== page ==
Tuesday, July 01, 2008

Investment and Aid Developments in Africa


Private Equity Increases

G8 not Clear on Aid Goals

The G8 is set to meet in Hokkaido, Japan in July. An initial draft of the summit’s agenda fails to mention it target goal of increasing African aid to $25bn a year by 2010. This annual African aid goal was set back at the G8’s summit in 2005, and was again repeated in Germany last year.

The failure to explicitly list its target aid goal is seen by critics as a failure to honor the commitments it made in 2005. A majority of the G8 countries’ aid budgets have decreased and this may mean that they are unable to live up to their promises of increasing aid abroad. This comes at a time when many health organizations are relying on the aid to implement their plans designed to reduce Aids, malaria, and tuberculosis in Africa.

While aid from the G8 is likely to fall behind past benchmarks, foreign investment in African private equity is increasing rapidly. Private capital flow to sub-Saharan Africa has increased four-fold from previous years to a level of $53bn. The investors cite the spread of stable democracy and rapid economic growth as reasons for the rise of private equity across Africa. There is also an emerging middle class in Africa with higher levels of disposable income that create attractive investment opportunities across the continent.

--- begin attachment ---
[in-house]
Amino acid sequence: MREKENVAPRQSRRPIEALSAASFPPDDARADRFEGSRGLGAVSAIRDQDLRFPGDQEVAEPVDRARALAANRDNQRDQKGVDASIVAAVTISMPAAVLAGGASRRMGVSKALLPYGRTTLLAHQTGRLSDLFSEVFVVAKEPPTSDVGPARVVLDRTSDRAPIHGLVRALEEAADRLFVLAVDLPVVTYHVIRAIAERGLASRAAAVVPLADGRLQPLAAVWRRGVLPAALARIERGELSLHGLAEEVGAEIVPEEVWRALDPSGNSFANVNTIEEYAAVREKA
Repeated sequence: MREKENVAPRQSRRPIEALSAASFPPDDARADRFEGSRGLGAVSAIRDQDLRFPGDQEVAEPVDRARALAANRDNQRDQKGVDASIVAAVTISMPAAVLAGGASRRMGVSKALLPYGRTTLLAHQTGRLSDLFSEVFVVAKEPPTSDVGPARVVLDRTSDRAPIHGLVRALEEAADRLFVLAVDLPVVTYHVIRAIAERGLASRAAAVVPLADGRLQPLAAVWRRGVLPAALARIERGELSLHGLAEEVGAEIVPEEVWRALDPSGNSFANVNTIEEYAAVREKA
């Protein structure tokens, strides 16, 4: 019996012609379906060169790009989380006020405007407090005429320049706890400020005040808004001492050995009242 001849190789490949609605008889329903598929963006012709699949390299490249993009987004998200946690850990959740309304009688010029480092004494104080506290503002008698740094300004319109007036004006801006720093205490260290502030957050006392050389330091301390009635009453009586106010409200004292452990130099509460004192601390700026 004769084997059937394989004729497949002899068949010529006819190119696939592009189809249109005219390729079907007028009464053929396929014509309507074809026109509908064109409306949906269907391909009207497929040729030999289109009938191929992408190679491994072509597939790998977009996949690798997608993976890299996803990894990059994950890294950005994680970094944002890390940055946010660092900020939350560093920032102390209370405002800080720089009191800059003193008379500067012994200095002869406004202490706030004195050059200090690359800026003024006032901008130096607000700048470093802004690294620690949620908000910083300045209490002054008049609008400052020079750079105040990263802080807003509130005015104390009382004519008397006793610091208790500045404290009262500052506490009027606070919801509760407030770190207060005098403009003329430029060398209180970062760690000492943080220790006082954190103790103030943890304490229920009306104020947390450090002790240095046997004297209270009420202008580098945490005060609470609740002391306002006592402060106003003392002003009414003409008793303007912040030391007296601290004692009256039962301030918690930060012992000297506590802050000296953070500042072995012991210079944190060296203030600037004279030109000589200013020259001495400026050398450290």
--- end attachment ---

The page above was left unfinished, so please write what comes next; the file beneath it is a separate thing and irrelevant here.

It is likely a good thing for Africa that private foreign investors are becoming more willing to invest in the region. However, foreign investors are likely to invest in service oriented industries such as telecommunications. Will this type of investment make up for reduced foreign aid that is often designed to help the continent’s poorest people?

Did the recent events in Zimbabwe influence the G8’s willingness to offer aid to Africa? Would it be right to offer less aid to poor citizens in warring countries as a way to punish the totalitarian leaders? Would foreign private investors be more successful in applying pressure to these rogue nations? Would they have any incentives to do so?

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